of a 1,000-foot (306-meter) cliff on Mount Mycale. The north-south streets were steep, even needing to be stepped in places; the east-west streets, approximately following the contours, were easier to negotiate. Provision was made for city growth within the encircling walls. In the event, the population remained at 3,000 and more than half the enclosed area was never developed. Reserves for public spaces were part of Hippodamos’s plan, and the agora stood upon a central terrace.

Around 450 b.c., Hippodamos was commissioned by Perikles to redesign parts of Piraeus, the port of Athens. It stood less than 6 miles (9.6 kilometers) southwest of the city on a peninsula surrounded by the Saronic Gulf. He rebuilt the original fortified Themistoclean port, by then about thirty years old, with a well-defined grid of broad streets defining long rectangular blocks. His plan gave better access to the three harbors, dedicated respectively to grain vessels, general cargo ships, and the navy. The parallel Long Walls, about 600 feet (183 meters) apart, were completed in 431 b.c. to protect the supply line between Athens and its port during the Peloponnesian War with Sparta.

There are several other attributions. Hippodamos almost certainly had a hand in the foundation of the colony of Thurii in southern Italy around 444 b.c. Very regular orthogonal extensions to the city of Olynthos, in what is now Macedonia, were laid out soon after 432 b.c. But it may be that Olynthos and the much later city of Rhodes (408 b.c.) on the Aegean island of the same name were laid out by others who implemented the Hippodamean form. That easily surveyed orthogonal form continued to be influential and was perhaps modified by the Romans in any number of their colonial towns. It was revived in the fifteenth century as one of the theoretical bases of Renaissance urban design. Much later, the planners of cities in the New World employed the grid: Savannah, Philadelphia, Chicago, and New York City are all evidence of that. So is San Francisco, where its imposition on a hilly site, even if it provides locations for exciting movie car chases, underlines its suitability for little but the flattest terrain.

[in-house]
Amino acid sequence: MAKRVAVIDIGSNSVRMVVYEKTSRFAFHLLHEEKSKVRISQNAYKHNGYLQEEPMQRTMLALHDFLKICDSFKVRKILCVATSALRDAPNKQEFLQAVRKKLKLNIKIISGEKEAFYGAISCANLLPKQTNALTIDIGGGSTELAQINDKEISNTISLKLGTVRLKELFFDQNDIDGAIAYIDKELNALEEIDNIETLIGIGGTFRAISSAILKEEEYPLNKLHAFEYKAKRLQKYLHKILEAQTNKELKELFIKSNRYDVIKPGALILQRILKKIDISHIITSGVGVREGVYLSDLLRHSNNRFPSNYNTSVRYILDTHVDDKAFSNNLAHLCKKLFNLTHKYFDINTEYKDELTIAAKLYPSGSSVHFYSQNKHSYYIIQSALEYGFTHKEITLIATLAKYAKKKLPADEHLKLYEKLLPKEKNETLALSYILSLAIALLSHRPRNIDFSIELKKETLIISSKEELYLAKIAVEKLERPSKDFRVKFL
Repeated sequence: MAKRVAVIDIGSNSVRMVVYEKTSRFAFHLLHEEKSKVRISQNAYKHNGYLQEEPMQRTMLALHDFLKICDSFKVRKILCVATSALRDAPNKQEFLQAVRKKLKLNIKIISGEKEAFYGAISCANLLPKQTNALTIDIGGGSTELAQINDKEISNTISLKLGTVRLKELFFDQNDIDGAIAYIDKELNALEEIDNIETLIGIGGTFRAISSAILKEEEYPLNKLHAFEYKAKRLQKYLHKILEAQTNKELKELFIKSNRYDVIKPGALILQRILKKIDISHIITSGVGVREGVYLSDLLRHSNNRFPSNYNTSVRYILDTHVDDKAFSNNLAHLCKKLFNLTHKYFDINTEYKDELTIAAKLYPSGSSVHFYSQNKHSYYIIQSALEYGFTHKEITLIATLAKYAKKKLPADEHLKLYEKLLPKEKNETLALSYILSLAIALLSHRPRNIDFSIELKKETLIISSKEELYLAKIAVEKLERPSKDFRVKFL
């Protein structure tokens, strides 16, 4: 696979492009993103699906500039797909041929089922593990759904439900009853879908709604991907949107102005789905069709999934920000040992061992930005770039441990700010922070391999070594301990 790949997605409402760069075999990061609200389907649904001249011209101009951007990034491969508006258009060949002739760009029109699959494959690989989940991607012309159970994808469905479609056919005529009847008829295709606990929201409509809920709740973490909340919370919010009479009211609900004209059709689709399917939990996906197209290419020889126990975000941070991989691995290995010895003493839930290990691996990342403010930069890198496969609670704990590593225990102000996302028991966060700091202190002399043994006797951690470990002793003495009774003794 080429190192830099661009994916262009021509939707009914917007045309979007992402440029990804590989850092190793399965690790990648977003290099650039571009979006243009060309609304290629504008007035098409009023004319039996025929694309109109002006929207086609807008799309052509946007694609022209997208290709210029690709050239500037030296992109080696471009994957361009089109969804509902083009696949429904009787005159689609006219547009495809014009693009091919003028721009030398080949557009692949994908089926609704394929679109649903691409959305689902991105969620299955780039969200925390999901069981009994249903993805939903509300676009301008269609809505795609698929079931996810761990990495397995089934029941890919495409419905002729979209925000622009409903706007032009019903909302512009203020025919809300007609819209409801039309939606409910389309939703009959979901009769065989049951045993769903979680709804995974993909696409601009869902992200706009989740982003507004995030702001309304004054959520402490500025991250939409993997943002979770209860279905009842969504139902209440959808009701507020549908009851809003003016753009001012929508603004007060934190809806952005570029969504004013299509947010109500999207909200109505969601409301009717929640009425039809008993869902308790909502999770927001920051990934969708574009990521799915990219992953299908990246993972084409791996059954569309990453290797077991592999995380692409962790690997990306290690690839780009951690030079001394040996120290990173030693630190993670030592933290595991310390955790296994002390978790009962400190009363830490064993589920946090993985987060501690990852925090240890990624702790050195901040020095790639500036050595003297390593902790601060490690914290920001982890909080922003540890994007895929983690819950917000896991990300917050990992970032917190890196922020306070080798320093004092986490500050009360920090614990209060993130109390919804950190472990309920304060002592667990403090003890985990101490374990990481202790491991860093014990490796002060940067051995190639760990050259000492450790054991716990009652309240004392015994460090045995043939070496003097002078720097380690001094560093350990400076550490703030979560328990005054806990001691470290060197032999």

See also

Timgad, Algeria

Further reading

Castaglioni, Ferdinando. 1971. Orthogonal Town Planning in Antiquity. Cambridge. MA: MIT Press.

Mahoney, Daniel J. 1998. The Conservative Critique of Social Engineering. The American Enterprise (September): 43–44.

Murray, Oswyn, and Simon Price, eds. 1990. The Greek City: From Homer to Alexander. Oxford, UK: Oxford University Press.

Hydraulic boat lifts

When inscribing the Canal du Centre boat lifts in Belgium on its World Heritage List in 1998, UNESCO commented that they “represented the apogee of the application of engineering technology to the construction of canals.” That holds true for each example described here. The boat lifts exemplify the seemingly limitless mechanical ingenuity of the Victorian Age. The Industrial Revolution, first in Britain and then in the rest of Europe and North America, saw the necessarily rapid growth of inland transportation networks. Although they were soon augmented (and often replaced) by railroads, canals were the main arteries of industry and commerce. Differences in water levels along their length and at their junctions with rivers were normally overcome by building locks. In order to save time, creative engineers developed a hydraulic mechanism known as a boat lift, which could replace several conventional locks. Among the most ingenious devices of the machine age, the boat lift continued to be refined into the early twentieth century. The principle was simple: a boat or barge entered a watertight trough that was raised or lowered by filling or emptying a counterbalancing trough.

It is likely that the first commercial boat lift was built in 1838 on the Grand Western Canal in the English county of Devon. The canal, first suggested in 1768, was intended to link the Bristol Channel on the west coast and the English Channel on the east. Construction did not begin until 1810 and four years later an 11-mile (17.6-kilometer) stretch was completed. Extensions were built, and by 1838 the canal reached as far as Taunton in Somerset. A decade later the Great Western Railway linked Bristol and Exeter, and work on the canal was discontinued. But the boat lift served vessels carrying limestone from Tiverton